Spain coach Luis Enrique has admitted the national team’s situation “isn’t pleasant” — with the players unable to train together days from their Euro 2020 debut — but added: “I’ve experienced worse.”
Captain Sergio Busquets’ positive COVID-19 test on Sunday began a week of disruption for Spain with the squad in quarantine, missing their last pre-tournament friendly, and undergoing daily testing amid fears of an outbreak within the camp.
A second positive test, for defender Diego Llorente, is now thought to have been a false positive, but doubts remain over when the squad will be able to train collectively and when they will be vaccinated ahead of their opening group game against Sweden in Seville on Monday.
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Spain later confirmed that all of the players had tested negative in a latest round of tests carried out on Thursday.
“On a personal level, it isn’t pleasant, the results take a long time to arrive,” Luis Enrique said in a news conference on Thursday. “The laboratories do their work as well as possible. We take the PCR tests first thing in the morning so that the laboratory can give us the results before training… We are prepared for adversity. It isn’t a pleasant situation, but I have experienced much worse.”
The coach was referring to the death of his nine-year-old daughter Xana in 2019, which forced him to temporarily step down from the position.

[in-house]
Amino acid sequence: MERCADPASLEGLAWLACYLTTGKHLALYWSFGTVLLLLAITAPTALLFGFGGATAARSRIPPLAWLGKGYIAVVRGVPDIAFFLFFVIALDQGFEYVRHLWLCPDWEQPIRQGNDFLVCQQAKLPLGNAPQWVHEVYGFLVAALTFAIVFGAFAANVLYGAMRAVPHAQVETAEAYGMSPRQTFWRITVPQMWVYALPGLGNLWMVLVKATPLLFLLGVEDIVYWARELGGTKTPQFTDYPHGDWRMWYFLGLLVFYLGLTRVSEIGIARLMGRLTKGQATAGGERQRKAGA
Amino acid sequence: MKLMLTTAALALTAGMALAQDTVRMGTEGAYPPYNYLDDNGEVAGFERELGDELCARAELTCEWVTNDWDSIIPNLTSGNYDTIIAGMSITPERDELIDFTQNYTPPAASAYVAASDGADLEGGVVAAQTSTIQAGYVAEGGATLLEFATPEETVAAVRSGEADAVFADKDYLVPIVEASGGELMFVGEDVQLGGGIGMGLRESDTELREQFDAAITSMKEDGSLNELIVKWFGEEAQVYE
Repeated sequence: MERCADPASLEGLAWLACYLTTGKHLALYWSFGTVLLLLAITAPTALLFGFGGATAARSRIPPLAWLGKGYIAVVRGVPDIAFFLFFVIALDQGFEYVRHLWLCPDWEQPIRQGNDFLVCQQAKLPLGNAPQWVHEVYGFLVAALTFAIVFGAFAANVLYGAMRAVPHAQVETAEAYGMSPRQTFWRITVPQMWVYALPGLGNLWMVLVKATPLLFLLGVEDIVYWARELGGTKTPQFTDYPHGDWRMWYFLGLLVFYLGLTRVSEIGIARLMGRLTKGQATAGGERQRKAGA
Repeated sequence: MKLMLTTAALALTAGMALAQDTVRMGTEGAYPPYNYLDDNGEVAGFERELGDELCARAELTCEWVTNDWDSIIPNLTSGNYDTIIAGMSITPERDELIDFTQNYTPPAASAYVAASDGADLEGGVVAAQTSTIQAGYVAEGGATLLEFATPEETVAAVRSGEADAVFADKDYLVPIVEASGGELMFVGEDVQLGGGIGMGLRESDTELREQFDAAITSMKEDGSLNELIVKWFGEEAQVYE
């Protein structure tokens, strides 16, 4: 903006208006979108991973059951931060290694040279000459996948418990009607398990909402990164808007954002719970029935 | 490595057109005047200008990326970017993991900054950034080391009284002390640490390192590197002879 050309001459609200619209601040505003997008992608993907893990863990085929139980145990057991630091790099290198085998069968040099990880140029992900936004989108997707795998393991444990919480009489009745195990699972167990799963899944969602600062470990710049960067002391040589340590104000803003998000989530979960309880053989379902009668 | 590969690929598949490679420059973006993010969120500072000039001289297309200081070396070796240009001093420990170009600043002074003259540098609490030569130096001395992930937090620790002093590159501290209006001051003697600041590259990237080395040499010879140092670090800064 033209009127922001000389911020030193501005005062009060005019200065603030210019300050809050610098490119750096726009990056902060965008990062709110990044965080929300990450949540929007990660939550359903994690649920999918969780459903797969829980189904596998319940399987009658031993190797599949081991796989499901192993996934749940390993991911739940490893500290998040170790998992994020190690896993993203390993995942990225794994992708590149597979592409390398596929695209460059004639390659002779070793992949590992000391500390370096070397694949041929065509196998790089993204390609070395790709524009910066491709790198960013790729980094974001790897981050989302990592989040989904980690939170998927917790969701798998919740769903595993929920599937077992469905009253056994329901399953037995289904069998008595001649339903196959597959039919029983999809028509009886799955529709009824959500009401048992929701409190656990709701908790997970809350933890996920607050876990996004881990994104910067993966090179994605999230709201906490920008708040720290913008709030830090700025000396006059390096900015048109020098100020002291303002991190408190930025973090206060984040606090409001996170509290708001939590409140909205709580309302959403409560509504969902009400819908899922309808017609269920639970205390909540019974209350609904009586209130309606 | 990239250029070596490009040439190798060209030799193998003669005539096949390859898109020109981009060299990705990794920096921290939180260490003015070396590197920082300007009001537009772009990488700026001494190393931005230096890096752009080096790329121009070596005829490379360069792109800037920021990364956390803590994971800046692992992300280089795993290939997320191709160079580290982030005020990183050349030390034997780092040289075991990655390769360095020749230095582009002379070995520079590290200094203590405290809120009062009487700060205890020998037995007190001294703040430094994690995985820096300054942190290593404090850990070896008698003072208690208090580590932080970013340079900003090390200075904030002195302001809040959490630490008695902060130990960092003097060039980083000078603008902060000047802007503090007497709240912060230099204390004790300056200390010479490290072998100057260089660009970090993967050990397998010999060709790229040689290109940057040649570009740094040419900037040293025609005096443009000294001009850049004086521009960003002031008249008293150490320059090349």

“For me, this is kids’ stuff, compared to some things I’ve had to experience,” he added.
Luis Enrique described Busquets’ positive test as “a surprise” as the squad had been in a bubble for seven days, undergoing regular testing, when it happened.
“We followed all the protocols, perhaps even more strictly than UEFA requires,” he said. “On Sunday everything changed. The medical staff took steps and we began an even more demanding protocol, training individually. You can imagine how complex that is… The attitude of the players has been exemplary.”
He confirmed that Busquets would return to the squad, whenever he became available, saying the Barcelona midfielder was “fine” and “asymptomatic.”
On Wednesday, Spain’s national broadcaster RTVE reported that the vaccination of the players had finally been approved, although Luis Enrique said the national team was yet to receive official confirmation with time running out before Euro 2020 starts.
“We control what we can control,” he said. “We’ll accept any decision taken by those responsible… I would have liked, and [RFEF president Luis Rubiales] would have liked too, for it to be done at the right time, when the squad was named. But we accept the decisions taken.”
When asked if he was concerned that the players might experience side effects, he added: “As of today there’s nothing official that they’ll be vaccinated tomorrow or the day after. I want the players to go into the games in the best condition.”
He also sounded a positive note, saying that Spain remained “without any doubt” among the favourites to win the competition.
“We aren’t the favourites, because the favourite is the champion,” he said. “But we’re among six or seven favourites, no doubt. When I watch the games, like our draw with Portugal [on Friday], I’m even more motivated.”
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